People in some developing countries are paying nearly four times their weekly salary on food shopping, according to Save the Children.
The charity asked staff in nine countries to buy a variety of food from local markets such as meat, bread, oil, milk, fruit and vegetables.
Shopping online at a major supermarket in the UK, the basket of food would cost £7, the charity said.
But in South Sudan, the basket cost nearly four times the average salary, and was the equivalent of paying £1,838 for the food in the UK.
In Somaliland, it cost twice the local average weekly salary, the equivalent of £1,034 in the UK.
In India the basket cost half of the average weekly salary, equivalent to £270, whilst in Mozambique the equivalent of £490 pounds, Ivory Coast £200, Egypt it was £167, Bangladesh £161 and Spain £20.
Record food prices in 2011 put an additional 400,000 children’s lives at risk. Justin Forsyth, Save the Children
The charity stressed that the survey, carried out to coincide with World Food Day, was not scientific. But it pointed out that in some countries meat, fish or bread are already too expensive to be considered part of a regular daily or even weekly diet.
The charity warned that record food prices in 2011 put an additional 400,000 children’s lives at risk and led to food riots globally.
Justin Forsyth, Save the Children’s chief executive said: “Even before food prices started to rise, many poor parents were struggling to afford nutritious food for their children.
“When prices rise, families cut back even further – unable to pay the price of nutritious foods which will help children grow up healthy and fulfil their potential. The slow progress globally on malnutrition – still the underlying cause of a third of child deaths – could be at risk if we don’t act to help the poorest families.”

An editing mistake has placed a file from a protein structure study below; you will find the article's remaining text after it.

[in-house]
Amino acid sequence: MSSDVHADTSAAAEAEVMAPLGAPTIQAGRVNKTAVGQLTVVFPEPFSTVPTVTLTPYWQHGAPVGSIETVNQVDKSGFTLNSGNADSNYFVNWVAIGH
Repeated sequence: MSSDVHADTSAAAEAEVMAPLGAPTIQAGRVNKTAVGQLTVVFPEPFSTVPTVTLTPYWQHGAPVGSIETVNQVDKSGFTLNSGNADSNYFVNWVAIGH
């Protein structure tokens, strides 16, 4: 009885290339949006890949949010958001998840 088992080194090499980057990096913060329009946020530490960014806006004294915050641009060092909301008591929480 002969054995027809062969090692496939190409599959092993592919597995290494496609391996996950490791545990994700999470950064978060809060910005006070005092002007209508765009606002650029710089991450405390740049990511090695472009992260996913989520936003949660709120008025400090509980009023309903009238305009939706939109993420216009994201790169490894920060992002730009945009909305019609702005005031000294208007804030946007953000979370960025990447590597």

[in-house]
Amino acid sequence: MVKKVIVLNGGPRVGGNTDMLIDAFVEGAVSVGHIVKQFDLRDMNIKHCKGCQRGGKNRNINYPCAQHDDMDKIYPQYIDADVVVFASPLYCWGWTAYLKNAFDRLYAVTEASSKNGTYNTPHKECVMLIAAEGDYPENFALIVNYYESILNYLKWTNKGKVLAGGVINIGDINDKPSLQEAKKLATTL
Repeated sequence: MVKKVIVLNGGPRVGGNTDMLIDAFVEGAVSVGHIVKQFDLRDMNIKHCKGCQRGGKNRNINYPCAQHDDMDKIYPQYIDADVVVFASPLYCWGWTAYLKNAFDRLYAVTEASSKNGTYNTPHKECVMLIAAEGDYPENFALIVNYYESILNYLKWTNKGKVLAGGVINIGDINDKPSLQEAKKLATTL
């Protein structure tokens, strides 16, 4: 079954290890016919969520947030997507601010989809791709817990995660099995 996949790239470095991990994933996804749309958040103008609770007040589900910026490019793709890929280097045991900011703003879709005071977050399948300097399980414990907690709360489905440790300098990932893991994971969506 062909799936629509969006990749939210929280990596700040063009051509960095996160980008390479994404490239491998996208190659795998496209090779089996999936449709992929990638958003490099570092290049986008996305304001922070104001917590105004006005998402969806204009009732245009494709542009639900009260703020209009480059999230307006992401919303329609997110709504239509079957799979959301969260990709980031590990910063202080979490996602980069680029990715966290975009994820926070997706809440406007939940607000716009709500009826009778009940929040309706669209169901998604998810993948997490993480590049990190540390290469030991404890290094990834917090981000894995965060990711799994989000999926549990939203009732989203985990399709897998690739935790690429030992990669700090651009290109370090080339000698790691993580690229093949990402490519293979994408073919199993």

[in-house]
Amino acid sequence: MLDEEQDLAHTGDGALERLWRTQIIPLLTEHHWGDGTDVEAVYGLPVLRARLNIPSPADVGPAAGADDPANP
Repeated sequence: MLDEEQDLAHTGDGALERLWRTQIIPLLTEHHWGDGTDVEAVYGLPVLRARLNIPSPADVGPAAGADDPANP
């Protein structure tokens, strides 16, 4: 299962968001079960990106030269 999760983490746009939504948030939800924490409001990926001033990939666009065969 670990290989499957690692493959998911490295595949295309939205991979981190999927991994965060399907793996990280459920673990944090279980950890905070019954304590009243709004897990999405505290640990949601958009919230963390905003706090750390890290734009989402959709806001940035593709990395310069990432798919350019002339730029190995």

Read more: Why are food prices set to rise?
In July this year maize and wheat increased by 25 per cent globally – but rises are much sharper in some developing world countries.
In Malawi, maize increased by 174 per cent, in Mozambique by 129 per cent and by 52per cent in Sudan between July 2011 and July 2012, according to the charity.
The charity called for world leaders to urgently boost funding for agricultural work as well as for the stockpiling of reserves of food in high risk areas.
It also called on countries, particularly Russia, “not to panic” and set export bans which would raise prices further.
Mr Forsyth continued: “Record food prices in 2011 put an additional 400,000 children’s lives at risk and led to 30 food riots globally. Without the right food, children can suffer chronic malnutrition, growing up permanently physically and mentally impaired. The world must wake up to this crisis and urgently move to protect children.”
Where possible, the charity used World Bank estimates of countries’ average salaries for the survey. For South Sudan, none was available so they used an estimate from the UN’s Office for the Co-ordination of Humanitarian Affairs.